In what appeared to be an attempt to turn the page on the decade-long scandal, Gomez last week publicly rebuked Mahony, accepted Curry’s resignation and ordered 12,000 pages of internal archdiocese records about abuse posted on the church’s website.

Gomez, 61, holds a bachelor’s degree in accounting, a background Mahony had predicted would prove useful when he turned over management of the nation’s largest Catholic archdiocese to Gomez in 2011.

Under Mahony, the archdiocese agreed to two major abuse settlements: the $660-million payout in 2007 and a $60-million agreement in 2006. Although insurance companies and religious orders picked up about half that amount, the church has paid at least $360 million to compensate victims. The amount does not include legal fees for church lawyers who negotiated settlements and then spent years fighting unsuccessfully in court to keep the church records confidential.

Despite the archdiocese’s debt, the church’s spokesman said auditors verified church financial reports that concluded that “the archdiocese is financially sound.” The church has liabilities of $551 million, and assets, including an investment portfolio and property holdings, of $471 million, according to the financial report. The report suggests that the archbishop has been focused on getting the church’s financial house in order since shortly after taking office.


“The Archbishop considers stewardship of the Church’s financial resources and sound fiscal planning to be a vital dimension of the new evangelization,” the report stated in a section laying out the possibility of a capital campaign.

Gomez appointed a special committee of lay people and clergy last year to look into a major fundraising drive and he later approved the hiring of Guidance In Giving, a firm that specializes in raising money for Catholic groups.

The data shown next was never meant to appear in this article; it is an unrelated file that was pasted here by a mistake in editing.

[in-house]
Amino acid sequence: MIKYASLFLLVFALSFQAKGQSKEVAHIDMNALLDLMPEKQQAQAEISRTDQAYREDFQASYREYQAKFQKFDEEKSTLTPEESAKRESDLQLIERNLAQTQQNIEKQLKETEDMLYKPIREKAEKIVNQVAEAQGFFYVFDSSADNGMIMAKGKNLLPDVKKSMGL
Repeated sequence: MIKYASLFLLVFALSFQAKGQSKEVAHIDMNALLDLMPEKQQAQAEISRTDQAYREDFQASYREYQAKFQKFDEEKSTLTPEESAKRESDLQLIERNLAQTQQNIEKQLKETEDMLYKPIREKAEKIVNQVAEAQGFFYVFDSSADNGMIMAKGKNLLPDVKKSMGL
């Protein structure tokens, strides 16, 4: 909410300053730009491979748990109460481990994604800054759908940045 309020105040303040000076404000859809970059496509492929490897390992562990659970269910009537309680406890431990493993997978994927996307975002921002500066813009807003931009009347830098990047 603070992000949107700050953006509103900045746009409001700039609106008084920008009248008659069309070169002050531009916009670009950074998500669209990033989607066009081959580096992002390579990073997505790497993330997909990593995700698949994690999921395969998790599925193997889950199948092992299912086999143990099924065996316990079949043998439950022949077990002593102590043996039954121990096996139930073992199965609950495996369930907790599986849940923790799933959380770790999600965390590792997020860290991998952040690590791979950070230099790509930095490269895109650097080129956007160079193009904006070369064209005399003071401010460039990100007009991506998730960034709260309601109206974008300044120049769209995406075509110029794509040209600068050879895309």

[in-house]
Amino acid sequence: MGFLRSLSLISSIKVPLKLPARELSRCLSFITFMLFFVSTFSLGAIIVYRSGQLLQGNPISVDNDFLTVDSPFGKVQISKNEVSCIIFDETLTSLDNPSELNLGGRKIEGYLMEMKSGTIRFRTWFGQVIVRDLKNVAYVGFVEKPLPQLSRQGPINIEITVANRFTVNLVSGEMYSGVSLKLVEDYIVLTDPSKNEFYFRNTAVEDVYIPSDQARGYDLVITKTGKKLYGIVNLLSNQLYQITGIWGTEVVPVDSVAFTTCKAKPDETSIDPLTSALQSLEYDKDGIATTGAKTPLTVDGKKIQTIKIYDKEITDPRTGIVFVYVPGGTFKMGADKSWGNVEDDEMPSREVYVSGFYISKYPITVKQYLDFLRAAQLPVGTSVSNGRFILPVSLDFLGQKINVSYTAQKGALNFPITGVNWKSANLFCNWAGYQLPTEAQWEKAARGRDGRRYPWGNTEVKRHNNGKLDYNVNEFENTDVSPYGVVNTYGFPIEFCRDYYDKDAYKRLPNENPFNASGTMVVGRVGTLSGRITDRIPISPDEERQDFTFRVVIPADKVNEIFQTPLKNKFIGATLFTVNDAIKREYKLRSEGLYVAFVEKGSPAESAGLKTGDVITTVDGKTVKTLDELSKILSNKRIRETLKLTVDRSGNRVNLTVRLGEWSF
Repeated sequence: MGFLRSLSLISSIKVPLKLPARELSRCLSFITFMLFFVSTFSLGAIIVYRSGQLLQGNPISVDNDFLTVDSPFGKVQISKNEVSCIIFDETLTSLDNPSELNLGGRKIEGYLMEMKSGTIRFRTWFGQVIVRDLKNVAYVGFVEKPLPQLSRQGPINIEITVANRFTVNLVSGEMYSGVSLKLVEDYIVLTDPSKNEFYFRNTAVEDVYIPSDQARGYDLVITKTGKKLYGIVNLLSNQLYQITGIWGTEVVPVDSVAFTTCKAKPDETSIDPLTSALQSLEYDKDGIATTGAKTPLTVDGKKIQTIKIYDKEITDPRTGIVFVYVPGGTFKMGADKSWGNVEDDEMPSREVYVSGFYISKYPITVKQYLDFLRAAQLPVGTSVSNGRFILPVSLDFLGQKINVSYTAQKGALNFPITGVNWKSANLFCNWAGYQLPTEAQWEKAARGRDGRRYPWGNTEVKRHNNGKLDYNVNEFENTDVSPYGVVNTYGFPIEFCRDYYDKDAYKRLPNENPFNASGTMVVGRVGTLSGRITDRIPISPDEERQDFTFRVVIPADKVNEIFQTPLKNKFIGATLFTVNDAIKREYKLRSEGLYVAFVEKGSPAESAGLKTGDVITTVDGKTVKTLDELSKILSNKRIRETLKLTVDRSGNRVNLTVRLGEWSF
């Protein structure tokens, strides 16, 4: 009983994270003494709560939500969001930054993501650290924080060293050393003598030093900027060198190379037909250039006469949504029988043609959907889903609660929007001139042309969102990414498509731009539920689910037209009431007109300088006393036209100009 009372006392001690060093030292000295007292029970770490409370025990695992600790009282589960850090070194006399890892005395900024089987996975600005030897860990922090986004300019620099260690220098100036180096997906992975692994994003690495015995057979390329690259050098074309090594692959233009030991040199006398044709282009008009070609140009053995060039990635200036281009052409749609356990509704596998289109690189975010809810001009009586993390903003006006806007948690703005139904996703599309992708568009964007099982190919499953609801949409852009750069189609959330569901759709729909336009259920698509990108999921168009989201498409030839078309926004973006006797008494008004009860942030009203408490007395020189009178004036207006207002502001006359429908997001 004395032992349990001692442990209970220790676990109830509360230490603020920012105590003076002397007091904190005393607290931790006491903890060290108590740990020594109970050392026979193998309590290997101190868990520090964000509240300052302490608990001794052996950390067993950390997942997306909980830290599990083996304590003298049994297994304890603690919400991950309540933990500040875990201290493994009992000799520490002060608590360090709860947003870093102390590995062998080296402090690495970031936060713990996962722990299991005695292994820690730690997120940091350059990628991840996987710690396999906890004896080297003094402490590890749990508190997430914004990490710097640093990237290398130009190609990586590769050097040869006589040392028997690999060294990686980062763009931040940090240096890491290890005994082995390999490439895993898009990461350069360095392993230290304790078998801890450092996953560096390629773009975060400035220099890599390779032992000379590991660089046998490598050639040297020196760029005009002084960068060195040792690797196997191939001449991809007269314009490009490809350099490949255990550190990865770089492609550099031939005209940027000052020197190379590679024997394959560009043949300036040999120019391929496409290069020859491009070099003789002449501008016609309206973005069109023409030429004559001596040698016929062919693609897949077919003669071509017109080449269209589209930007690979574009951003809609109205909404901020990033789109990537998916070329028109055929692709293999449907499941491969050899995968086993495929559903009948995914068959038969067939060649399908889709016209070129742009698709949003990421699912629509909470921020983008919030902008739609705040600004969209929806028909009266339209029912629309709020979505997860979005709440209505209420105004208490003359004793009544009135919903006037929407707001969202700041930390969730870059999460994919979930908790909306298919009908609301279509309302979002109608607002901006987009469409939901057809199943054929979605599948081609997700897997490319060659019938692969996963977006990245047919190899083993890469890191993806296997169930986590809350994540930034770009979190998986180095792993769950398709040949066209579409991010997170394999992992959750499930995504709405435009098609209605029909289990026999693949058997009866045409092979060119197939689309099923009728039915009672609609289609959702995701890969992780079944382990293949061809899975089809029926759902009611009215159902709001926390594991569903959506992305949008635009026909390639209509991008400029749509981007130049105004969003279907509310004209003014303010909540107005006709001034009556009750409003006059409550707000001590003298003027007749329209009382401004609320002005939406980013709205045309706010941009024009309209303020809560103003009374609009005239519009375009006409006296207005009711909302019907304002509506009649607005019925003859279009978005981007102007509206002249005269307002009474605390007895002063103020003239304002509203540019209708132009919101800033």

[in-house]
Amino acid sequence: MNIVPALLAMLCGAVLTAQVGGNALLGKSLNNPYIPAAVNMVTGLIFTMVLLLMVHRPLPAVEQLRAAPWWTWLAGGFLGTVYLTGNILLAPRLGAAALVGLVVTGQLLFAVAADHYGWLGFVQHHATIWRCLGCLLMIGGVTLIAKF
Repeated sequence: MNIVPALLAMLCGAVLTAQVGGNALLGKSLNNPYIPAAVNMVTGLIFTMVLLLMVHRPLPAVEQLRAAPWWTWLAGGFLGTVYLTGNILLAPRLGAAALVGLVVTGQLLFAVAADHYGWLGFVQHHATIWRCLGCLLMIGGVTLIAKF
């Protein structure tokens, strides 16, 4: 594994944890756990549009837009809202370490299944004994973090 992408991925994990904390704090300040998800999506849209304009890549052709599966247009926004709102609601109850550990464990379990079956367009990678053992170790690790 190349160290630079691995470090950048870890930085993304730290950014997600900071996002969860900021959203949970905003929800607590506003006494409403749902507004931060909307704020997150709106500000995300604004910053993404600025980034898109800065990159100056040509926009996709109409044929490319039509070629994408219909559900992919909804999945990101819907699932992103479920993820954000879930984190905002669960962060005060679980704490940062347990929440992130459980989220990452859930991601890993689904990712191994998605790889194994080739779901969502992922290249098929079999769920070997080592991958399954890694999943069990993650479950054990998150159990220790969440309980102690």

Reached by phone, Guidance in Giving chief executive Michael Cusack said he was doing “some consulting” for the archdiocese. He declined to discuss details beyond saying there was “no capital campaign coming down the pipe” and then abruptly hung up the phone.

Feasibility studies by firms such as Guidance in Giving typically cost tens of thousands of dollars, said Craig Leach, whose company, Graham-Pelton Consulting, Inc. has helped archdioceses across the country raise money.

He said the sex abuse scandal is “mostly in the rear-view at this point,” at least to major donors. For a successful campaign, he said, church leaders have to show that they have cut ties with the past and present an image of transparency and accountability,

“If there’s a problem, you have to tell people that you’re taking action and you’ll never let this happen again,” Leach said. “That’s an important step to take.”


Charles H. Devers of the Florida-based Center for Institutional Finance, which works with churches on fundraising and financing, said that asking for money in the midst of scandal would require a “careful and focused message.” But, he said, attention to past failures in the church could be fertile ground for new donations.

“Cleaning up things that are bygone problems is a very strong way of clearing the air, educating the parishioners as to what their needs are, and how the church can move forward,” Devers said.

Times staff writer Matt Stevens contributed to this report.